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    Professor Dirk Trauner

    Professor Dirk Trauner (Ludwig-Maximilians-University, Munich, Germany) won the Otto Bayer Award in 2016 for his pioneering contributions in photopharmacology and chemical optogenetics. With his team he developed photo switches of biologically active compounds which in turn have the potential to be used as chemotherapy agents.

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    Professor Frédéric Merkt

    Professor Frédéric Merkt (ETH Zurich, SZwitzerland) won the Otto Bayer Award in 2014 for his outstanding contributions in molecular spectroscopy. With his research he enabled the characterization of activated atoms and molecules and provided novel insights into the basic chemical behavior of molecules.

    Hansen Family Award for Medical Research

    About the award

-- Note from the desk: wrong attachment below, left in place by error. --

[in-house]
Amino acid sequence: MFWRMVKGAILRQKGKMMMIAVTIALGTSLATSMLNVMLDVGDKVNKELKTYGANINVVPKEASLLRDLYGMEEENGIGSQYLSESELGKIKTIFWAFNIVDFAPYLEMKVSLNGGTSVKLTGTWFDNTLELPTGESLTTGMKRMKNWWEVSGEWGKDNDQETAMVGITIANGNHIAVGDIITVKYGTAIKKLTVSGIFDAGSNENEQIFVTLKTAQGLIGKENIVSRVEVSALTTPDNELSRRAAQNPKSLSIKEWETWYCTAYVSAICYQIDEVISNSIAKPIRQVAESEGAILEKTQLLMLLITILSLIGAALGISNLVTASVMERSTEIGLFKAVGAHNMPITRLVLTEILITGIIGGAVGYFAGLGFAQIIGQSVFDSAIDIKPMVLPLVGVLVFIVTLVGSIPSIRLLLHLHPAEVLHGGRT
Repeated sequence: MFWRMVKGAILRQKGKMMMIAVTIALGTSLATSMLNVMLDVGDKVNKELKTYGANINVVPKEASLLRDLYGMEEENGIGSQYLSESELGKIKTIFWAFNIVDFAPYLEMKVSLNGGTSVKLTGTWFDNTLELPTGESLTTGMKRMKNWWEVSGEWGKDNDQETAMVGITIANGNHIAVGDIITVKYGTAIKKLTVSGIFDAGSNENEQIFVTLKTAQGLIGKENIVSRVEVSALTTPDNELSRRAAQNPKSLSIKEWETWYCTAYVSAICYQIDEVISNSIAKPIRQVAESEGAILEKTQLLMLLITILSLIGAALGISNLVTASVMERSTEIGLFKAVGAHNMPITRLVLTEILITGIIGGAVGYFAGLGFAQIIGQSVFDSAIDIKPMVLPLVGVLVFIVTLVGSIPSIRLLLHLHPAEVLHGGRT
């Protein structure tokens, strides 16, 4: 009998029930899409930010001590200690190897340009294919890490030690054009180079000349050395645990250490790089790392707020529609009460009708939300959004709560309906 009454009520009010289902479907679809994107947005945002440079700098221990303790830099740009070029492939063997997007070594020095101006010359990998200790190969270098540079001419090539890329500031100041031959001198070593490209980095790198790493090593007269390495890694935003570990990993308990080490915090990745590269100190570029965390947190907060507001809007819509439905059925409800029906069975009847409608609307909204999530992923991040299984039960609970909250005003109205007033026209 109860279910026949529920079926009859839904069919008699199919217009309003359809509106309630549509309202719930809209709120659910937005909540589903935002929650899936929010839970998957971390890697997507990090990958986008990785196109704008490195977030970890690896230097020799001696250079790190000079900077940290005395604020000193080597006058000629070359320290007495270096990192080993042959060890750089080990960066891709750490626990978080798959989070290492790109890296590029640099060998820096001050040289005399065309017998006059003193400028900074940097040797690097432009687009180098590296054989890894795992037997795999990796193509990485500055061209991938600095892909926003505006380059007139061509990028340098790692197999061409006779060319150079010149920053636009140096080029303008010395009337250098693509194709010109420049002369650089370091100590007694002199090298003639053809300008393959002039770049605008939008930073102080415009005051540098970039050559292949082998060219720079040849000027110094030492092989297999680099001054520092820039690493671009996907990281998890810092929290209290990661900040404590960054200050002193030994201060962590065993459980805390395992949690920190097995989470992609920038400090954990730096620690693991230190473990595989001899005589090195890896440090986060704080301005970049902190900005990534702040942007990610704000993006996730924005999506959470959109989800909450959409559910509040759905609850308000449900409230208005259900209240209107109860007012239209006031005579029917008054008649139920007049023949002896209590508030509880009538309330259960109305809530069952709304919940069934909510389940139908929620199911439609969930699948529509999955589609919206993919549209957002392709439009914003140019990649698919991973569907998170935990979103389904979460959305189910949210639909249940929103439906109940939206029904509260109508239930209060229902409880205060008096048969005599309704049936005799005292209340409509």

Alternating with the Otto Bayer Award, the Hansen Family Award (every second year) honors world leading scientists from German-speaking countries for cutting-edge achievements in medical sciences. This award, also with a prize money of € 75,000, was named after the former Bayer CEO Dr. Kurt Hansen, a trained chemist who was a firm believer in the power of scientific talents for the long-term success of Bayer AG.

     

    Who is eligible?

    Outstanding scientists in German-speaking countries

     

    Nomination criteria

    Candidates must have a proven record of outstanding excellence in science with the potential to drive innovation in medicine.

    Candidates should be actively researching medical sciences, medicine or related field.

     

    All awards are subject to nomination by senior members of scientific institutions or by a Bayer R&D unit.

     

    Timing

    A call for nomination is published in spring of every second year alternating with the Otto Bayer Award. The winner receives the prize in a festive ceremony of the yearly hold Bayer Foundation Day.